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In this new, affordable edition of a long out-of-print yet foundational work on twentieth-century political philosophy, renowned philosopher C.B. Macpherson further explores the ideas that he advanced in such previous books as The Political Theory of Possessive Individualism.
In Democratic Theory: Essays in Retrieval, Macpherson modifies, extends, and clarifies the concepts of a person's power and the "transfer of powers," arguing that a twentieth-century liberal-democratic theory can be based on an adequate concept of human powers and capacities without insuperable difficulties. He argues that the neo-classical liberalisms of Chapman, Rawls, and Berlin fall short of accomplishing this goal largely because, in different ways, they fail to see or understate the transfer of powers.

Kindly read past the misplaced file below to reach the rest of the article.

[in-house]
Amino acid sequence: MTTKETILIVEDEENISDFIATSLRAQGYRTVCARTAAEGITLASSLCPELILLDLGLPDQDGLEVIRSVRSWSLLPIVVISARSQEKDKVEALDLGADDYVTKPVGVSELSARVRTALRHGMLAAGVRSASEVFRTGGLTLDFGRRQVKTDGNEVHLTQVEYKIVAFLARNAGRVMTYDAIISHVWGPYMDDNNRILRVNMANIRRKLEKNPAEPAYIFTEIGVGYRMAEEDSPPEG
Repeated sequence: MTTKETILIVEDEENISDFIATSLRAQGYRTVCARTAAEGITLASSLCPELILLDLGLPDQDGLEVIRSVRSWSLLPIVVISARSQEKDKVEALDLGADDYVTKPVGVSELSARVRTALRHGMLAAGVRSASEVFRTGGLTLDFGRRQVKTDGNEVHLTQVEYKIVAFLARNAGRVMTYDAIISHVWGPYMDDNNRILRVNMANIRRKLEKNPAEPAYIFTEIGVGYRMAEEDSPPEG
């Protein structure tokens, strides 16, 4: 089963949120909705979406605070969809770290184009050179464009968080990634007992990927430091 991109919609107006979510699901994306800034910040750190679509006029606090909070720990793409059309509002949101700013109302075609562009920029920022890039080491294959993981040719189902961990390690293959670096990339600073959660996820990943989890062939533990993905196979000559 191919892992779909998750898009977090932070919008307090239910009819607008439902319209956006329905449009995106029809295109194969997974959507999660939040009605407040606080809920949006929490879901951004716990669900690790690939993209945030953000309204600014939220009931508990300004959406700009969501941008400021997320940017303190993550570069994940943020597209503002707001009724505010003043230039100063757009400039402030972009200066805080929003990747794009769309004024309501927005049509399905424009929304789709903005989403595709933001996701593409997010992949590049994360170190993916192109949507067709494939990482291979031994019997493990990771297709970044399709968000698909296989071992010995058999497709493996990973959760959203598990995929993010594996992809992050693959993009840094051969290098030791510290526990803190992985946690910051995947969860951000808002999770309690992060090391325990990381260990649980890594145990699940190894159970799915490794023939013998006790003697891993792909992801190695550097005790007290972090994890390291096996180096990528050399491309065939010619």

Macpherson suggests that the liberal theory of property should be, and can be, fundamentally revised in order to accommodate new democratic demands. He establishes the need for a theory of democracy that steers clear of the disabling central defect of current liberal-democratic theory, while recovering the humanistic values that liberal democracy has always claimed. The result is one of the seminal works of twentieth-century political philosophy. A new Introduction by Frank Cunningham situates the work in a twenty-first-century context.